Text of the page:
Readers who love a good wallow in the Southern Gothic steam bath of a Pat Conroy novel ("The Prince of Tides," "The Great Santini") are always ready to investigate a possible literary heir. "The Fortunate Ones" by Ed Tarkington, set in Nashville through the 1980s and '90s, bears all the markings of this lineage.

Charlie Boykin, son of a cocktail waitress, tells the story of his friendship with "the most exceptional person I ever knew," a golden boy named Arch Creigh. They meet when Charlie receives a scholarship to start ninth grade at a fancy prep school called Yeatman, and handsome, wealthy Arch is appointed his "big brother."

Their connection ends two decades later, when Creigh commits suicide during a run for the U.S. Senate. (This is revealed in a prologue.) There's a girl they both love, there are mansions and swimming pools, alcoholics and adulterers, bigots and snobs, and most important, there are dark secrets warping hearts and lives.

Despite this perfect list of ingredients, I didn't love "The Fortunate Ones" as much as I expected to. "If not for that day," reflects Charlie about his scholarship, "I would never have left East Nashville for Belle Meade, nor would I have understood how the conditions of life in one world depend on the whims of those in another." The Gatsby-esque plot suggested by this comment — a tale of white men and their struggles — feels a bit dated in 2020. And while there are Black characters, they are primarily plot devices, as are the women.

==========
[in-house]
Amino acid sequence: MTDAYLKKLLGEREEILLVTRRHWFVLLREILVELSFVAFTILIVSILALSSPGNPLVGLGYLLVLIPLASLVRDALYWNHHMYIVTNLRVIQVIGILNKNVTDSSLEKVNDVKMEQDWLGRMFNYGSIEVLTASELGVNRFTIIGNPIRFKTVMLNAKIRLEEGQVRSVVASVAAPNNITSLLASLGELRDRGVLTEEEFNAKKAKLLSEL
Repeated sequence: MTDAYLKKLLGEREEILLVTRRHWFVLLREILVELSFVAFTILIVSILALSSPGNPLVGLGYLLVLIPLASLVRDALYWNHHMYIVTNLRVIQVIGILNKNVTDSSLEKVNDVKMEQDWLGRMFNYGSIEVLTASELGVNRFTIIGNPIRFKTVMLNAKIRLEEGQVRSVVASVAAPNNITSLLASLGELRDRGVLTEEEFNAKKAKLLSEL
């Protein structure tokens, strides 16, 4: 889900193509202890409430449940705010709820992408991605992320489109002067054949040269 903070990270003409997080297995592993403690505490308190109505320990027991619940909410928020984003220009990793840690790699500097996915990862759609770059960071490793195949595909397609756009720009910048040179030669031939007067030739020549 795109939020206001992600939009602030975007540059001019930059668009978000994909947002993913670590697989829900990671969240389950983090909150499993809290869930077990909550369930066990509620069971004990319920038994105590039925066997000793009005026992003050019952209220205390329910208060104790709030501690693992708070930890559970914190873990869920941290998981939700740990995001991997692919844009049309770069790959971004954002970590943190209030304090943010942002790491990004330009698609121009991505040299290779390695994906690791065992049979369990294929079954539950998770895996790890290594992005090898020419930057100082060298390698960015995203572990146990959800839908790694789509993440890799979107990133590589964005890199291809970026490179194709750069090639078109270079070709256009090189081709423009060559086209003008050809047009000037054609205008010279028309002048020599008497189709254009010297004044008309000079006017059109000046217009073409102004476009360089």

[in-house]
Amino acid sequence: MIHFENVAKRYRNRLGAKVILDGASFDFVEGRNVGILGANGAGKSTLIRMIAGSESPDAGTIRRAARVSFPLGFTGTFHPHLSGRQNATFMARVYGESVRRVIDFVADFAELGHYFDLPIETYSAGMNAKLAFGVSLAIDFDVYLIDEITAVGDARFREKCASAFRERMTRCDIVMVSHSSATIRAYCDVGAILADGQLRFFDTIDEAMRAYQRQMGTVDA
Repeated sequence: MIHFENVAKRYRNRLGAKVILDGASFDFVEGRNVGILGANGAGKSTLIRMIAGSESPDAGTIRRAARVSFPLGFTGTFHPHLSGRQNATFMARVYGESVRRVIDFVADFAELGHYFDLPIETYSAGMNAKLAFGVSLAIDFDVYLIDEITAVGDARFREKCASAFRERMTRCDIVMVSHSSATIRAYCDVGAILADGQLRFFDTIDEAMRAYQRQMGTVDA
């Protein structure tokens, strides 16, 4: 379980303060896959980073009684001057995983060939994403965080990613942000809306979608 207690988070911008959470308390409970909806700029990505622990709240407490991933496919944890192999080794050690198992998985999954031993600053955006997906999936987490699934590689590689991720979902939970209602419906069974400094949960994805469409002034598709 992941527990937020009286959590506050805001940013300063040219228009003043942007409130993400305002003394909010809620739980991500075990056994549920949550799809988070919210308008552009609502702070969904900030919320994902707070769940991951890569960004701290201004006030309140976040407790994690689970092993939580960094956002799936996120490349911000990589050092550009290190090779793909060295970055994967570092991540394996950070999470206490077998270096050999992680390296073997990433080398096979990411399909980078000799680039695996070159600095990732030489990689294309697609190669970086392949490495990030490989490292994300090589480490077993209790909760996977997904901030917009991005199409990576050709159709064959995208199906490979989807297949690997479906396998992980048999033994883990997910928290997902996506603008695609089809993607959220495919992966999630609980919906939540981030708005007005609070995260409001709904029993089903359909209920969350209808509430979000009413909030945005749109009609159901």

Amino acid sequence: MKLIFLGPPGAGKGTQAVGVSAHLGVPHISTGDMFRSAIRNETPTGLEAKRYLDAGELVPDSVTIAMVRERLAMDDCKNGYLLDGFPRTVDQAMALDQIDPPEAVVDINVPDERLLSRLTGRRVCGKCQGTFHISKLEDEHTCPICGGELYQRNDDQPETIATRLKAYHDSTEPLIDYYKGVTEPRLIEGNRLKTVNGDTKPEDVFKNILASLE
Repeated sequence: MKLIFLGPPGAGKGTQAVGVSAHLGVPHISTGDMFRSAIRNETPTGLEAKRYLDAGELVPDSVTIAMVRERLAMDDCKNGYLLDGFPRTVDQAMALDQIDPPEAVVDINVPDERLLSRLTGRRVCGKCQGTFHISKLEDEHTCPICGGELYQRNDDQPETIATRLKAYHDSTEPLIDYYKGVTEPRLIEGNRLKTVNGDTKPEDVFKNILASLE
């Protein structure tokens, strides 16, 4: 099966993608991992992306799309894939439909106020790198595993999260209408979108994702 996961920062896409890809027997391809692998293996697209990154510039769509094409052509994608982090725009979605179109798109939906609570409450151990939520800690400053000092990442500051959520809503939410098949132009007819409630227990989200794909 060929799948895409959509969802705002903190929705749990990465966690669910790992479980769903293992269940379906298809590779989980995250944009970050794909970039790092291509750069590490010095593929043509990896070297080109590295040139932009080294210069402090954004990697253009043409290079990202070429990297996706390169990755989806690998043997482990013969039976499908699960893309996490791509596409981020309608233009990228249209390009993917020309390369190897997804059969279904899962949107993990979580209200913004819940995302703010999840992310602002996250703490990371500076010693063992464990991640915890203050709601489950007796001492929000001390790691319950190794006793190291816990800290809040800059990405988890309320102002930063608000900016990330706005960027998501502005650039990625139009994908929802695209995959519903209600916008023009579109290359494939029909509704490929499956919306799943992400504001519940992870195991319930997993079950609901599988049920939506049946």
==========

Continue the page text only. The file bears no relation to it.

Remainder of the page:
The underdevelopment of characters is a sign of another problem with the book — an unusual one. It is too short. I think the reason my literary gaydar did not detect the closeted character is that the seeds are not adequately sown. Some of the biggest decisions the characters make didn't seem to flow from their personalities, at least as I understood them.

And when the plot moved to San Miguel de Allende, it barely stayed a chapter. I enjoyed the writing, and I would have been happy to spend more time in Mexico, and in Nashville, too.

One of the best developed characters in "The Fortunate Ones" is the city of Nashville itself, its neighborhoods, its culture, its character. "Nashville has always been proud of its reputation for good manners. You really notice it when you've been away," notes Charlie. "The general kindness of the place works on you like a balm. … But there's a fine line between politeness and fraudulence."

That line runs not just through his friend Arch's campaign for mayor, framed as a battle for the "spirit of Nashville," but through every one of his relationships. To his credit, Tarkington does not stick a happy ending on this story.

Reading this book made me see that I have changed as a reader. Tarkington is likely evolving, too. We live in interesting times.

University of Baltimore professor Marion Winik is the author of "The Big Book of the Dead" and host of the Weekly Reader podcast. Visit her at

The Fortunate Ones

By: Ed Tarkington.

Publisher: Algonquin Books of Chapel Hill, 320 pages, $26.95.